(4) An agreement to sell becomes a sale when the time elapses or the conditions are fulfilled subject to which the property in the goods is to be transferred

5.1 The applicant states regarding the formalities of the contract, as under:

“Section 5 of the Sale of Goods Act, 1930 defined Contract of Sale as,-

(1) “a contract” of sale is made by an offer to buy and sell goods for a price and the acceptance of such offer. The contract may provide for the immediate delivery of the goods or immediate payment of the price or both, or for the delivery or payment by instalments, or that the delivery or payment or both shall be postponed.

(2) Subject to the provisions of any law for the time being in force, a contract of sale may be made in writing or by word of mouth, or partly in writing and partly by word of mouth or may be implied from the conduct of the parties.

The combined readings of GST Act, 2017, Contracts Act, 1872 and Sale of Goods Act, 1930, the applicant stated that his understanding is that “absence of a contract means absence of commitment for past, present and or future period between the parties, every supply is subject to the respective purchase order, therefore, under such circumstances, each tax invoice shall be construed as “a contract” for the purpose of TDS/ TCS with respect to the provisions of Section 51.

5.2 The applicant further states that the publication reference by the Directorate General of Taxpayer Services, CBIC explained that :-

“an invoice is a commercial instrument issued by a seller to a buyer. It identifies both the trading parties and lists, describes and quantifies the items sold, shows the date of shipment and mode of transport, prices and discounts, if any, and delivery and payment terms. In certain cases, (especially when it is signed by the seller or seller’s agent), an invoice serves as a demand for payment and becomes a document of title when paid in full. Types of invoice includes commercial invoice, consular invoice, customs invoice, and proforma invoice. It is also called a bill of sale or contract of sale GST Tax Invoice.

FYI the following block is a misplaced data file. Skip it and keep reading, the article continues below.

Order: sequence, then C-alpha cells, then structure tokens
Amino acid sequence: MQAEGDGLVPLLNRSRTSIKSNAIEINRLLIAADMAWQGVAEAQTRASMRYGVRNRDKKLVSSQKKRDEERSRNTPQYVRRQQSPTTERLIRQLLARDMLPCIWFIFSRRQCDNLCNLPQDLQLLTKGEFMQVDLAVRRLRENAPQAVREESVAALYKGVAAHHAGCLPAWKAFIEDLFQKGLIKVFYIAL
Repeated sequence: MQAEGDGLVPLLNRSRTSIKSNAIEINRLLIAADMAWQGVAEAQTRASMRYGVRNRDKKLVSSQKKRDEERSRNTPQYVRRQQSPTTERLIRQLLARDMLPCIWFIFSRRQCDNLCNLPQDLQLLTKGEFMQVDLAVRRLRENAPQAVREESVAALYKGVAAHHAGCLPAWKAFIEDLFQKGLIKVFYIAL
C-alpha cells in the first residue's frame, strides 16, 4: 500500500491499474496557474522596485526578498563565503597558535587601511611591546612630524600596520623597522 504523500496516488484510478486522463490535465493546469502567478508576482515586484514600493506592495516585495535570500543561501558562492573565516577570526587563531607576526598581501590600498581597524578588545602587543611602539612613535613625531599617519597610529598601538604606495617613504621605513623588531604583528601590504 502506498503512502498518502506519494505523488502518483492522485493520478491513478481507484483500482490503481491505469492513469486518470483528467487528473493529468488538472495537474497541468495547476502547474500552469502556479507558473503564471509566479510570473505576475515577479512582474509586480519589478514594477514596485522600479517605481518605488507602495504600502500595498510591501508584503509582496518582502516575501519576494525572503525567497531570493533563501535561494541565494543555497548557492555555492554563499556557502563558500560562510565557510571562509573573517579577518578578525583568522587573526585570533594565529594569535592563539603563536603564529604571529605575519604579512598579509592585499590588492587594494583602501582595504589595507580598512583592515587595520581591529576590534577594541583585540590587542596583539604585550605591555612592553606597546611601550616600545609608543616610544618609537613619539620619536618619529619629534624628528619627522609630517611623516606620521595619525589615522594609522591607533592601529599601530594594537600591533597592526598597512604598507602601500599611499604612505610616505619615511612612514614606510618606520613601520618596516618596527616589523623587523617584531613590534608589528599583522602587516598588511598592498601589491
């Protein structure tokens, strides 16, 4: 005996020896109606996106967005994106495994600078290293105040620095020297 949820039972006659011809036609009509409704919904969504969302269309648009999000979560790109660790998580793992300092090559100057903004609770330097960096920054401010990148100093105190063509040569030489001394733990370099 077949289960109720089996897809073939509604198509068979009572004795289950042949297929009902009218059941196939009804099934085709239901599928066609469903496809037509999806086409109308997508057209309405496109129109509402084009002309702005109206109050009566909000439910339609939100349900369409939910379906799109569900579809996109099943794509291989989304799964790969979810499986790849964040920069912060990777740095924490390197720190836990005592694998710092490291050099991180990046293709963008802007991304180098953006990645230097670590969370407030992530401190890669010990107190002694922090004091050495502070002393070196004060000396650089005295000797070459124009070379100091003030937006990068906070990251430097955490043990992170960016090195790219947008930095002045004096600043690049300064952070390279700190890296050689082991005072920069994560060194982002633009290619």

As per GST Rule 46(q), Tax Invoice must be having signature or digital signature / electronic signature of the supplier or his authorised representative. According each invoice shall constitute as am individual contract.”

PERSONAL HEARING: / PROCEEDINGS HELD ON 16-12-2020

6. Sri. Ramachandra Bhat, Chartered Accountant & duly authorised representative of the applicant appeared for personal hearing proceedings and reiterated the facts narrated in their application.

7. The Office of Commissioner of Central Excise and Central Tax, Mangaluru has filed their opinion and comments which are as under:

“As per Section 51(1) of the CGST/SGST Act, 2017, read with Notification No.50/2018- Central Tax dated 13.09.2018, the following persons are required to deduct the tax:-

A. A department or establishment of the Central Government or State Government or

B. Local Authority; or

C. Governmental Agencies; or

D. Such persons or category of persons as may be notified by the Government in the recommendations of the Council namely:-

(a) An authority or a board or any other body, –

(i) set up by an Act or Parliament or a State Legislature; or